IRS News Release  
December 28, 1994

Tax Packages on Their Way

WASHINGTON - The 1994 federal income tax packages go in the mail on January 3, 1995. The Internal Revenue Service will mail tax packages or postcards to 109 million taxpayers nationwide for the tax filing season that starts next month. IRS expects to receive over 116 million tax returns for 1994.

This year the IRS is continuing its efforts in three major areas:

  • improving customer service for taxpayers;
  • encouraging eligible low income workers to claim the earned income tax credit; and
  • taking additional steps to combat tax filing fraud.

For the first time, the IRS lists its Customer Service Standards in the tax packages. In her letter to taxpayers, IRS Commissioner Margaret Milner Richardson says, "We intend to meet your needs and expectations as taxpayers and as customers. If the service you receive from the IRS does not measure up to our Customer Service Standards, please let us know."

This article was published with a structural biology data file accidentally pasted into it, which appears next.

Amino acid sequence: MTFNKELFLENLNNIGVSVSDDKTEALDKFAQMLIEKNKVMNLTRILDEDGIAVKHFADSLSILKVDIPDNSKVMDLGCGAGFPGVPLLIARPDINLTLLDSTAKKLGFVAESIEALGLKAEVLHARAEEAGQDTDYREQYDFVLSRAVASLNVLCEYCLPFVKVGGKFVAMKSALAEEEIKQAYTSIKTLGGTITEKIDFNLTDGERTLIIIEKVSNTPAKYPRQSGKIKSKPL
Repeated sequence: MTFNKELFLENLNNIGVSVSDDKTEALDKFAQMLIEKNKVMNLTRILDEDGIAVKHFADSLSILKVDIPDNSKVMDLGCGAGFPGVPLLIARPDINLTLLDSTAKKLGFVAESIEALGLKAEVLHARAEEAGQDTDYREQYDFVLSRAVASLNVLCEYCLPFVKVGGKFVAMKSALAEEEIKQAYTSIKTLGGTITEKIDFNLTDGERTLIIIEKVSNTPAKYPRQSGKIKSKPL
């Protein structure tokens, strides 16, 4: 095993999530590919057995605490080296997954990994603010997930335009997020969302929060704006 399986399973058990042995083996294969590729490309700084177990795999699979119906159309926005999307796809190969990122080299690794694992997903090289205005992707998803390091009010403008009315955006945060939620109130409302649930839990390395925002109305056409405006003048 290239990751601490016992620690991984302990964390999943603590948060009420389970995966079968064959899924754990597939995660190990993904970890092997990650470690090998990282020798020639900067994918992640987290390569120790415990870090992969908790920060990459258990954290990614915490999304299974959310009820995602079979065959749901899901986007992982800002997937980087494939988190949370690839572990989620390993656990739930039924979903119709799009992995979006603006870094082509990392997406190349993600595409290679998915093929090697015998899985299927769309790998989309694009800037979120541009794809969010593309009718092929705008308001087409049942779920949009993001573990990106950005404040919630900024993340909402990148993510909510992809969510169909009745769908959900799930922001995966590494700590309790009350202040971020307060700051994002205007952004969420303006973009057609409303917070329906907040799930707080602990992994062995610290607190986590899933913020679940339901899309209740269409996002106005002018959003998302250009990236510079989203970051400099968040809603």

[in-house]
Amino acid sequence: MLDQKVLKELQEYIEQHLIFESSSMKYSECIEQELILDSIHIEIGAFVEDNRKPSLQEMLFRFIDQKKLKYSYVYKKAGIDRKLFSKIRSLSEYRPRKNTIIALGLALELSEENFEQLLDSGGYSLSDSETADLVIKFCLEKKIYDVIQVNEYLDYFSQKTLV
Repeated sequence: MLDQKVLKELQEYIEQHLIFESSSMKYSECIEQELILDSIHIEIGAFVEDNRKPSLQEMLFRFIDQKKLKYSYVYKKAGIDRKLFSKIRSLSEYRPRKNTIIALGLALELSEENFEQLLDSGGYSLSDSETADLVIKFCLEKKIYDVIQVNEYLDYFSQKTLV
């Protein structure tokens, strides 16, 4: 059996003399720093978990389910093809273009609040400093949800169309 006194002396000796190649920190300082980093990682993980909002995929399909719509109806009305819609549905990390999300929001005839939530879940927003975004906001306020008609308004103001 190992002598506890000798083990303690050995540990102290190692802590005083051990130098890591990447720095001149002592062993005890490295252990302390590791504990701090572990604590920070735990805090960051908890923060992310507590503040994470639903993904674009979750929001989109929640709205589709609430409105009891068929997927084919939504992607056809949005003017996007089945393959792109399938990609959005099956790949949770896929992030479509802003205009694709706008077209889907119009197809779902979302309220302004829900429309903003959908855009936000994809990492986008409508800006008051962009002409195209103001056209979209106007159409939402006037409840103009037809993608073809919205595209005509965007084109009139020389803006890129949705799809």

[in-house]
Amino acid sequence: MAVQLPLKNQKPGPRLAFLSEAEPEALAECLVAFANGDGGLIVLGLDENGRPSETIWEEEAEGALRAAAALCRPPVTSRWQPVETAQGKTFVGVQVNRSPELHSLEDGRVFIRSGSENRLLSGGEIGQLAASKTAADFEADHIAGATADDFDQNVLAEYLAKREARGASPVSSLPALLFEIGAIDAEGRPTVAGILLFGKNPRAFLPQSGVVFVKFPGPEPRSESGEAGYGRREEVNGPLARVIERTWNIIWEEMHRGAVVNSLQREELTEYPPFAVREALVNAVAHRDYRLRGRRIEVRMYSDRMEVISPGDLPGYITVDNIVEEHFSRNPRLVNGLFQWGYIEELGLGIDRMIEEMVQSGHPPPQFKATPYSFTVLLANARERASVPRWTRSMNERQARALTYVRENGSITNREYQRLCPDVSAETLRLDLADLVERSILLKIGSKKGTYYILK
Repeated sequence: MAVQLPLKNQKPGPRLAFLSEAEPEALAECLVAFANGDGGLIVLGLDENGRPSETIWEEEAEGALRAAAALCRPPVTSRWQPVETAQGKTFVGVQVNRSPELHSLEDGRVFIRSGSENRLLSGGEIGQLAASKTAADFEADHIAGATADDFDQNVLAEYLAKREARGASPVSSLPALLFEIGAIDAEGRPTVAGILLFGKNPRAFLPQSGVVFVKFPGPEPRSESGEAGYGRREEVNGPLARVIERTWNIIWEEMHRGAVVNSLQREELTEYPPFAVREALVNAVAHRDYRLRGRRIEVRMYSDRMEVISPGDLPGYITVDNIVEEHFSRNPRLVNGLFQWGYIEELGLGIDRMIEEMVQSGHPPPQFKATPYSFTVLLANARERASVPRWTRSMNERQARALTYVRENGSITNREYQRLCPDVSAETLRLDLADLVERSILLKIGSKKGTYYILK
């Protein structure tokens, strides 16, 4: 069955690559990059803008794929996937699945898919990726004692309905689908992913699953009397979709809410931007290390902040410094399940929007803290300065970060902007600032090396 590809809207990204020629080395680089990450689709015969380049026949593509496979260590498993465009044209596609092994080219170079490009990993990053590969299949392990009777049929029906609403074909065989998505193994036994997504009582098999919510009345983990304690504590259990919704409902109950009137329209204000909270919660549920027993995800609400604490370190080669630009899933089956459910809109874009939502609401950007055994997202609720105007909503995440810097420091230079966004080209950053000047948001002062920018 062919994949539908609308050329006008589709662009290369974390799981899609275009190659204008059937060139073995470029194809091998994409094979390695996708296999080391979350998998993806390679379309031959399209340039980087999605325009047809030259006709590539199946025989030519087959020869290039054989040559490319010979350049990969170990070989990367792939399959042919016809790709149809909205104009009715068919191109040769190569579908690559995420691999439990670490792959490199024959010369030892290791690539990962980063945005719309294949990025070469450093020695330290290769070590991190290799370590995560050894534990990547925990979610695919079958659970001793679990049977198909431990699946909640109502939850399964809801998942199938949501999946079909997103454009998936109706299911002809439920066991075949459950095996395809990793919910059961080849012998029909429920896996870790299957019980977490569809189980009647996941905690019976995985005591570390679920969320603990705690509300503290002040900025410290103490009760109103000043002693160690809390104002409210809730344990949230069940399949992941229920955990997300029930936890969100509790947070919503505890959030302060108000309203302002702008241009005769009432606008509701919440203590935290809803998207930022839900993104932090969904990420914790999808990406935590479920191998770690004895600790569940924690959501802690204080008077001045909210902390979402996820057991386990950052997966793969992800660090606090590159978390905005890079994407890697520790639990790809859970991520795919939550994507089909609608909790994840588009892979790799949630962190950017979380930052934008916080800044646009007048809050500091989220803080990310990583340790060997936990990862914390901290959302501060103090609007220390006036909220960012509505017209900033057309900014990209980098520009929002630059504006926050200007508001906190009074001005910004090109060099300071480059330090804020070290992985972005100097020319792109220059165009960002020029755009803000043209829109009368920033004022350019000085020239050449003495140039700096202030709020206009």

While there are not many tax law changes for taxpayers to deal with this year, the Earned Income Tax Credit has been significantly changed. For 1994, more low income workers will qualify for the credit and the credit is easier to claim. The maximum earned income tax credit is $306 for taxpayers with no qualifying children, $2,038 for those with one child, and $2,528 for those with two or more children. IRS estimates that about 20 million taxpayers will qualify for the EITC this year.

Taxpayers will continue to have alternatives to filing paper returns. IRS expects about 15.5 million individuals to file electronically this year. About 700,000 single people will file by telephone, using the TeleFile program which has been expanded this year to 10 states.

This filing season it will be very important for taxpayers to ensure they enter correct social security numbers for themselves and their dependents on their tax returns. IRS said it it increasing its screening and review of tax returns during processing to identify and stop fraud attempts. The IRS will delay refunds on returns with incorrect or missing social security numbers to allow time to verify that the taxpayers are entitled to the refunds they claim.

"If you try to make a withdrawal at a bank or use an ATM machine, you need to use the correct account number or PIN," said Commissioner Richardson. "We think the same should be true when you file your return."

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